A social club/restaurant that was likely the place to be late at night.
My favorite shot of the 17-story Art Deco office tower attached to the train station.
From Main Street, looking straight up at the A Mill, only the silence makes one think that nobody’s still inside, grinding grain into Pillsbury’s Best.
The bottom of the tailings boom is rotten. In days when the dredge, floated, gangways connected it to shore, it seemed. You can see the size of the pontoons under the boat here.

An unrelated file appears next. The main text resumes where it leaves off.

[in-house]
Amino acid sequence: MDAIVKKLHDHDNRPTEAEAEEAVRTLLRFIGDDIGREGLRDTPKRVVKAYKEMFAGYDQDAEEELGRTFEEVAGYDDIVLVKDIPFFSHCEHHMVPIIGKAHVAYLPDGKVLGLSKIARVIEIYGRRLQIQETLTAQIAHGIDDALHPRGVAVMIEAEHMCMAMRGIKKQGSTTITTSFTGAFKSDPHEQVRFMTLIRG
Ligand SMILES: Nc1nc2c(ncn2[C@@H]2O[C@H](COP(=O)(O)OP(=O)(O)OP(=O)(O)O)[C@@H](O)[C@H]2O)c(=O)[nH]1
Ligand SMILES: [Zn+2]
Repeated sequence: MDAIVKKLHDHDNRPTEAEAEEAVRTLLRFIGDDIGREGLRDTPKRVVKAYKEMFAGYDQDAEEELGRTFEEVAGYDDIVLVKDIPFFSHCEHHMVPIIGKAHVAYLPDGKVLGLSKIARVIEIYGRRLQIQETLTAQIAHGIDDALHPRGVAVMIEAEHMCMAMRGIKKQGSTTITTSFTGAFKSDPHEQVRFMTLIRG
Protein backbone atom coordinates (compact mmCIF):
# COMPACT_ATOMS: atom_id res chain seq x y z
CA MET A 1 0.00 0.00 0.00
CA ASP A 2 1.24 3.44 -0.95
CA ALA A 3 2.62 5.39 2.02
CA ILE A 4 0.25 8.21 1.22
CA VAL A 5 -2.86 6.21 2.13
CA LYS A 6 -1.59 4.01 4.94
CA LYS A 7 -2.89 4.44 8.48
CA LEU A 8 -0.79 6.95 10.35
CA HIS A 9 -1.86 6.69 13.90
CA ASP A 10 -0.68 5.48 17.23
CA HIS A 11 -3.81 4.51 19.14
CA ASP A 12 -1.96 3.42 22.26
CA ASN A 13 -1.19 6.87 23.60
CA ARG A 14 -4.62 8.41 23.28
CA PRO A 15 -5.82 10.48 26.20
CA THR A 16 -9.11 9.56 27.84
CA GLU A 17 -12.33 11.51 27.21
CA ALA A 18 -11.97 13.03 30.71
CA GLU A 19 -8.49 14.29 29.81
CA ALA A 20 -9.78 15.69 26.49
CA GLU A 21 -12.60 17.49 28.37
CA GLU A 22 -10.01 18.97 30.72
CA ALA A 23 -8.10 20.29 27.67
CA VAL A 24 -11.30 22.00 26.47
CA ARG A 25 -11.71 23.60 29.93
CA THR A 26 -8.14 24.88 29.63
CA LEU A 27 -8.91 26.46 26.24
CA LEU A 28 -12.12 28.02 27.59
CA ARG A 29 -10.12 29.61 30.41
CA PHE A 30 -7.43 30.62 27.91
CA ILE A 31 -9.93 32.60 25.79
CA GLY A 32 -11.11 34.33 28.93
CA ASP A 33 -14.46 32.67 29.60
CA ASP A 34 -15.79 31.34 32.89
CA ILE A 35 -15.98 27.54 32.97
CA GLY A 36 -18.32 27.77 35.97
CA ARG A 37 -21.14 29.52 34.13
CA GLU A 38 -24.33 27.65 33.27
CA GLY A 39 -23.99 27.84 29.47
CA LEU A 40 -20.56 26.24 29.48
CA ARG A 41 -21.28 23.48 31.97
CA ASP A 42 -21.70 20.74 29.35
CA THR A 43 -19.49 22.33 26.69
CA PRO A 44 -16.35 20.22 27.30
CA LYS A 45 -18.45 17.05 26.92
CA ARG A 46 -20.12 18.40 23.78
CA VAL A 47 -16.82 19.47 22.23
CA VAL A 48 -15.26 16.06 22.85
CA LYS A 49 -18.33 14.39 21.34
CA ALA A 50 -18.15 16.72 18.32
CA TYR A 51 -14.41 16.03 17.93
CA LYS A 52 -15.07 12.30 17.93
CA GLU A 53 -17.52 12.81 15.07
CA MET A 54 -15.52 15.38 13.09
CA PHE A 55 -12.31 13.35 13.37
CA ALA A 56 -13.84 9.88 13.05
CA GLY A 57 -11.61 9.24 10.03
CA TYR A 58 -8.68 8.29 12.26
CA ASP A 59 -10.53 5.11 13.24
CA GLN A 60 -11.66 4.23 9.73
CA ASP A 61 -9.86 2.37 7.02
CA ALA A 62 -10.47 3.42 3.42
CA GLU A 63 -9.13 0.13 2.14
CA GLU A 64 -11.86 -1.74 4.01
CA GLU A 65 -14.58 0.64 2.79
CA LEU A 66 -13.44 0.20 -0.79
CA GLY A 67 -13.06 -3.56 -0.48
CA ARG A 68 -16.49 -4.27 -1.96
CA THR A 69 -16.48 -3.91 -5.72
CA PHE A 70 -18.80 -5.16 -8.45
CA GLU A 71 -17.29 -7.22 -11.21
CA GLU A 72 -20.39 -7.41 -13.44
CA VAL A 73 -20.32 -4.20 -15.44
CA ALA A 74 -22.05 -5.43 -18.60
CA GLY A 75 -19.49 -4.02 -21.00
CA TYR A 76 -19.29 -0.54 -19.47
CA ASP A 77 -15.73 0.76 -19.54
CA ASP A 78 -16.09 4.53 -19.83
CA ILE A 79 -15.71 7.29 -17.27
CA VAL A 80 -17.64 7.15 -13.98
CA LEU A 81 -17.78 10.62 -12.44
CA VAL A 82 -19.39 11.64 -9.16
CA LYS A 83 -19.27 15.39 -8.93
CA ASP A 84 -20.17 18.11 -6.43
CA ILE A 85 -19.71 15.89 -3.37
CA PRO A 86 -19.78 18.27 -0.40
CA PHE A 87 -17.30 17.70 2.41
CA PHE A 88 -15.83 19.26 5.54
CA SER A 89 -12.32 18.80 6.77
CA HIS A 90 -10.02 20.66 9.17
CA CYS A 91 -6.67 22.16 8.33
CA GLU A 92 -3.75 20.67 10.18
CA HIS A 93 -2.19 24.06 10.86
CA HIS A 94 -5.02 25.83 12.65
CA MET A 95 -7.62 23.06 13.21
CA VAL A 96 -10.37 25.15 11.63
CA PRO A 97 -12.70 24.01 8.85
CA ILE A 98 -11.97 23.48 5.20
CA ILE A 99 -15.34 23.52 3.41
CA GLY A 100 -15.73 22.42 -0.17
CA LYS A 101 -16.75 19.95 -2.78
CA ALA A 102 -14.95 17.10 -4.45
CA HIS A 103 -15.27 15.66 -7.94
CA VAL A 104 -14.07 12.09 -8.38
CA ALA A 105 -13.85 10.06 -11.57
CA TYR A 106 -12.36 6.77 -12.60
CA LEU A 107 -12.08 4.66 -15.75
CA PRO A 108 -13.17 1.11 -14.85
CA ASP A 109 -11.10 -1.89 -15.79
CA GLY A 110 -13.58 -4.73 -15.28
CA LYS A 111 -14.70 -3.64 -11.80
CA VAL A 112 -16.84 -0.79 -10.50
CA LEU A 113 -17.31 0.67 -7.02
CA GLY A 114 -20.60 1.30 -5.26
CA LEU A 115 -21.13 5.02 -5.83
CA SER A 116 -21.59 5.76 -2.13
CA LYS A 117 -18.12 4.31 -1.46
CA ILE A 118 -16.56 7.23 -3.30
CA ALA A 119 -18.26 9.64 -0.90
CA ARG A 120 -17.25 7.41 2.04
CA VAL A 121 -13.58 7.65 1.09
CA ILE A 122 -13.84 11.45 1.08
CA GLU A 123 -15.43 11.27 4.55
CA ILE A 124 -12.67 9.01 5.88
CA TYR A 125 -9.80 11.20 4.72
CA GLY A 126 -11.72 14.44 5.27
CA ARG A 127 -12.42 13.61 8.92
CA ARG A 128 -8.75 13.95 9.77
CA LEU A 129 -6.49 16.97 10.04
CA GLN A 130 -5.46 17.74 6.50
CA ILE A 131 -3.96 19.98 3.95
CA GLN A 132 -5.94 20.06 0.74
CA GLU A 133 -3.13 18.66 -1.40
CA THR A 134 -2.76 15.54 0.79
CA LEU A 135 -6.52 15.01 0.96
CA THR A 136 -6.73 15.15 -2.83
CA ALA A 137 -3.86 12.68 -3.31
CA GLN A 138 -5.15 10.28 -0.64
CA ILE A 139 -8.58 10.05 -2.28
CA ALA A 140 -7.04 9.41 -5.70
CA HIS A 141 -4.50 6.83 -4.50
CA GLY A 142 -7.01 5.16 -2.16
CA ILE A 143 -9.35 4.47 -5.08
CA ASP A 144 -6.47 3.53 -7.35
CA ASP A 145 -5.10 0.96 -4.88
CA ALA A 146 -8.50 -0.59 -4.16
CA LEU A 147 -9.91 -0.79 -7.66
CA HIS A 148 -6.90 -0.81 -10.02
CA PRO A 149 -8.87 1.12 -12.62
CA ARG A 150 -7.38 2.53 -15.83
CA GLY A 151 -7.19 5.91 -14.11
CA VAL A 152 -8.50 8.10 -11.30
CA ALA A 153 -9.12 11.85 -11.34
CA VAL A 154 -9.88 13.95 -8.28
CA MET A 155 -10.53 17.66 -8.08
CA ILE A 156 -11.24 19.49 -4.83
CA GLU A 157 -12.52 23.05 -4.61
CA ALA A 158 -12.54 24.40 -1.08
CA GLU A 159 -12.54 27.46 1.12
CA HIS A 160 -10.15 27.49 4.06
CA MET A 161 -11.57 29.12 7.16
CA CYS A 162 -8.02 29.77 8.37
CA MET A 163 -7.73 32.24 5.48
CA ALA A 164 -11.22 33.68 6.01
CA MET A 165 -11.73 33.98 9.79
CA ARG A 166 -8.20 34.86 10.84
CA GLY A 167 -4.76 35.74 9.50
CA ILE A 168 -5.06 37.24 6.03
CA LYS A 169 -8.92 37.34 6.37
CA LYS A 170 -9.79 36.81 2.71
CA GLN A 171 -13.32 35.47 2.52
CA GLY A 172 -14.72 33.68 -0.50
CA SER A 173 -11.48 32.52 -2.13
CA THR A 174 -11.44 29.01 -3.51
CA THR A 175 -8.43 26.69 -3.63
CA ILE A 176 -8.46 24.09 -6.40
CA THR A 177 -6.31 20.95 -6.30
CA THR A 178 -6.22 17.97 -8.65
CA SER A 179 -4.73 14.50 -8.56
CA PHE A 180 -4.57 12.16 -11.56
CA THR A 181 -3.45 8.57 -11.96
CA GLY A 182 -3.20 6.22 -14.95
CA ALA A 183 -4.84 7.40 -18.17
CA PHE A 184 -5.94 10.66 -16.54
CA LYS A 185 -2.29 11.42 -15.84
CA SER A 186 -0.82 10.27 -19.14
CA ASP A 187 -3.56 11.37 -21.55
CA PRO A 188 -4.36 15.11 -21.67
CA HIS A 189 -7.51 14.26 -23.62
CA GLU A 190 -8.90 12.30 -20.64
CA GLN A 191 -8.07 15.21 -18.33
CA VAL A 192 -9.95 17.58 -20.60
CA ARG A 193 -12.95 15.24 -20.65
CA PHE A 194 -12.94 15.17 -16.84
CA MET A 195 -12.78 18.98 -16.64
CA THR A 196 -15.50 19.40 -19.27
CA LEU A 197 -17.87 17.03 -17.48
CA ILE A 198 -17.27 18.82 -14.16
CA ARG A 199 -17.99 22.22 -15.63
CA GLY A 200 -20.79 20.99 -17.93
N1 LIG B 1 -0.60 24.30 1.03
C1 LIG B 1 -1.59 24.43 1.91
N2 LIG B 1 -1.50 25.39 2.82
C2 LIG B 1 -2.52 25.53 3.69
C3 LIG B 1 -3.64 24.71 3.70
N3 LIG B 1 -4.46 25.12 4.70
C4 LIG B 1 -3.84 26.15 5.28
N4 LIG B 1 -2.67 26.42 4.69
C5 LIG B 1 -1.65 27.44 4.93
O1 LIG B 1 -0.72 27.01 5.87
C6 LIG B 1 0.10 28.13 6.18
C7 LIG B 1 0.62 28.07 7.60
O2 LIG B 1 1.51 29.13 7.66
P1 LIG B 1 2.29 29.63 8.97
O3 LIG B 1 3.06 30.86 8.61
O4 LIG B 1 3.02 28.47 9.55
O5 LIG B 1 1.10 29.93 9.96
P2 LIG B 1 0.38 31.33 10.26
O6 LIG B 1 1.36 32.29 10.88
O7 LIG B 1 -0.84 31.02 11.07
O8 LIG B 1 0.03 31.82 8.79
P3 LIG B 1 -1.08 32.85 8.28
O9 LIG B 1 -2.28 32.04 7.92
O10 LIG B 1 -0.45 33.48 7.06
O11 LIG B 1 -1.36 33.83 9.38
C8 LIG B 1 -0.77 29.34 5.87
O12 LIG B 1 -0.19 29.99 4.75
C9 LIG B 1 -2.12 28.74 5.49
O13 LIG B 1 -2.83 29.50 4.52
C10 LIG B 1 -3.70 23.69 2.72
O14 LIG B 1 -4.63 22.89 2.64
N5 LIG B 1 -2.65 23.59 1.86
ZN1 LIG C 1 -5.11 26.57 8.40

Looking at the concrete headframe from street level. Acros 100 in Pentax 67
This big rusty sphere hides behind the incomplete 5-stack.
Knowing that a tornado just passed nearby is less distressing when you’re surrounded by nuclear-attack-hardened buildings.
The rear of the complex shows the more than 100 year old workhouse–still working! I do not know if the tanks are original to the 1901 elevator, but I suspect so.
A facade that tells the story of demolition and neglect. The sign on the garage door indicates that if one finds themselves there, that they enter the buildings at their own risk. If only property owners in the US took this philosophy!